Photo by David Rainbow - View from the Trans-Siberian Railroad, Eastern Siberia
My research deals with the history of modern empires, how they governed their populations and how that has changed over the past two centuries. I focus on the history of the Russian empire and the Soviet Union, seeking to understand how these empires relate to broader European and global transformations in the nature of political power.
My current book project is called, Participatory Autocracy: Siberian Regionalism and the Cohesion of the Russian Imperial State, 1860-1940. It examines the history of a social-political movement in the late-nineteenth and early-twentieth centuries that sought Siberian autonomy called "Siberian regionalism" and its complicated relationship with the imperial state. I trace changes during the period in how Russia governed and held onto its Asian territories. This project is based on my doctoral dissertation, a review of which was recently published on DissertationReviews.org.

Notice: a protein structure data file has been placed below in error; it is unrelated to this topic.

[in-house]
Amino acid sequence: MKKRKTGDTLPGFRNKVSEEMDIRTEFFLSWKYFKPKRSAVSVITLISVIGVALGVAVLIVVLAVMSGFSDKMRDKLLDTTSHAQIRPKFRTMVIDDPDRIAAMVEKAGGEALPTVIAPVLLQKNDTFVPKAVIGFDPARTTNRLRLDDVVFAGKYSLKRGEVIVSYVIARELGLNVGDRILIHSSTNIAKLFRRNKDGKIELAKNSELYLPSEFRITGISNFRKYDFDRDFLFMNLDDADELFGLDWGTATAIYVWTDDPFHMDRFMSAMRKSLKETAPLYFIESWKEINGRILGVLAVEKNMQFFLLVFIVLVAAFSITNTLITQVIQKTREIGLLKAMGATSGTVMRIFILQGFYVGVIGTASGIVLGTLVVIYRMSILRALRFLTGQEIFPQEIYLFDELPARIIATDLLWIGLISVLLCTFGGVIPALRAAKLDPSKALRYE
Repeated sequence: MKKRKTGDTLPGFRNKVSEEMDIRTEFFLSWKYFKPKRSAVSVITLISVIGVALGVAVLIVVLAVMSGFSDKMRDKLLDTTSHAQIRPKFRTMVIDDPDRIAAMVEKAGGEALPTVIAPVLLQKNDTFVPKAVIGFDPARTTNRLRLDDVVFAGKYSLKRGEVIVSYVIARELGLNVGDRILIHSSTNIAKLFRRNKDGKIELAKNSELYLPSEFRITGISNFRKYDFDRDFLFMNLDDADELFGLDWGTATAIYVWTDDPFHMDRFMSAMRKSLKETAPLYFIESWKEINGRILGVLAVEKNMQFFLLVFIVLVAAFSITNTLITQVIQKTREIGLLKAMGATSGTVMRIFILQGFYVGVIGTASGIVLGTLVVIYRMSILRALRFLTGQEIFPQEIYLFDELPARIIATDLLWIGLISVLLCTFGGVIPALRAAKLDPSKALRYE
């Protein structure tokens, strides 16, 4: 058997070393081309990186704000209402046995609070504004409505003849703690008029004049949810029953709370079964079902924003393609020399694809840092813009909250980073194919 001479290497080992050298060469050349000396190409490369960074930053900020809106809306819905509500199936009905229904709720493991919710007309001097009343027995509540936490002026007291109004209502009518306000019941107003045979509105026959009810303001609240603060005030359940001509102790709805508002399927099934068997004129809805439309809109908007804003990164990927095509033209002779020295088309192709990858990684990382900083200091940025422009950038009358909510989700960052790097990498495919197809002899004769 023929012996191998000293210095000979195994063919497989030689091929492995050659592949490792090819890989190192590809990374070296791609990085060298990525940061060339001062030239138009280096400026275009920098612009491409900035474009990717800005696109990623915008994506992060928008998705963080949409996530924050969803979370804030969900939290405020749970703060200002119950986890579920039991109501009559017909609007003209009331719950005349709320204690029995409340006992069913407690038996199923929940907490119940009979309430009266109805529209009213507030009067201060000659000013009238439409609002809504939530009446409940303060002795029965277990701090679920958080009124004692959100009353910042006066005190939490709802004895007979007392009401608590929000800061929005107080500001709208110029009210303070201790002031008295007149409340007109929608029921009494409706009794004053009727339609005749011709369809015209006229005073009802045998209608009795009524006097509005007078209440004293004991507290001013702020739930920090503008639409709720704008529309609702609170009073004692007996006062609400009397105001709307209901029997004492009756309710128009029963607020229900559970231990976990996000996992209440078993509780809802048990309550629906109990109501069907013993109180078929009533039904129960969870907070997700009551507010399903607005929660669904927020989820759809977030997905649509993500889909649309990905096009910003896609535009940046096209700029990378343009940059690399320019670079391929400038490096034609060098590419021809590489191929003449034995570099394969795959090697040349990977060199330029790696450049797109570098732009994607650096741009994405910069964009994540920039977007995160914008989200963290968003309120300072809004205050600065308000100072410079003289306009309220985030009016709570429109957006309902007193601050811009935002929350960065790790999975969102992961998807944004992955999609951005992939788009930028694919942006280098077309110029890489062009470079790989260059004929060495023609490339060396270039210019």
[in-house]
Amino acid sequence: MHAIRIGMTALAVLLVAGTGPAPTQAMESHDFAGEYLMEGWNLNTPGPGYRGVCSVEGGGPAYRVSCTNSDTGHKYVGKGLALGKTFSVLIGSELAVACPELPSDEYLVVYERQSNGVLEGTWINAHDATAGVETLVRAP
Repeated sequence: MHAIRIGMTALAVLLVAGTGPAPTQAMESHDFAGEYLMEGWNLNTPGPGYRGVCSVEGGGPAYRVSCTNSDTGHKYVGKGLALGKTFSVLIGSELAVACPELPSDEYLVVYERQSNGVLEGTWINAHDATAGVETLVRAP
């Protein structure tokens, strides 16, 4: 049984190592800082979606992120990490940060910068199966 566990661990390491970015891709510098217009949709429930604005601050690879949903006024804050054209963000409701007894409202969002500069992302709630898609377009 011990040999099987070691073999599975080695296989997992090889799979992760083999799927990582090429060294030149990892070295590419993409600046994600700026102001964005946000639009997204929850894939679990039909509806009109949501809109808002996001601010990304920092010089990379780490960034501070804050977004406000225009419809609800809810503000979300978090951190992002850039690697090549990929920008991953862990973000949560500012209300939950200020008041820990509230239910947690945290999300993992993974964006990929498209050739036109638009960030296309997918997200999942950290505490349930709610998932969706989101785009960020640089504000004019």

I've also been involved in planning several academic workshops and conferences. I was the organizer of a two-day international and interdisciplinary workshop called Russia's Races: A Workshop on the Meanings and Practices of Race in Imperial Russia and the Soviet Union. The workshop was held at New York University in February 2015. I am currently editing a volume of essays that came out of the workshop.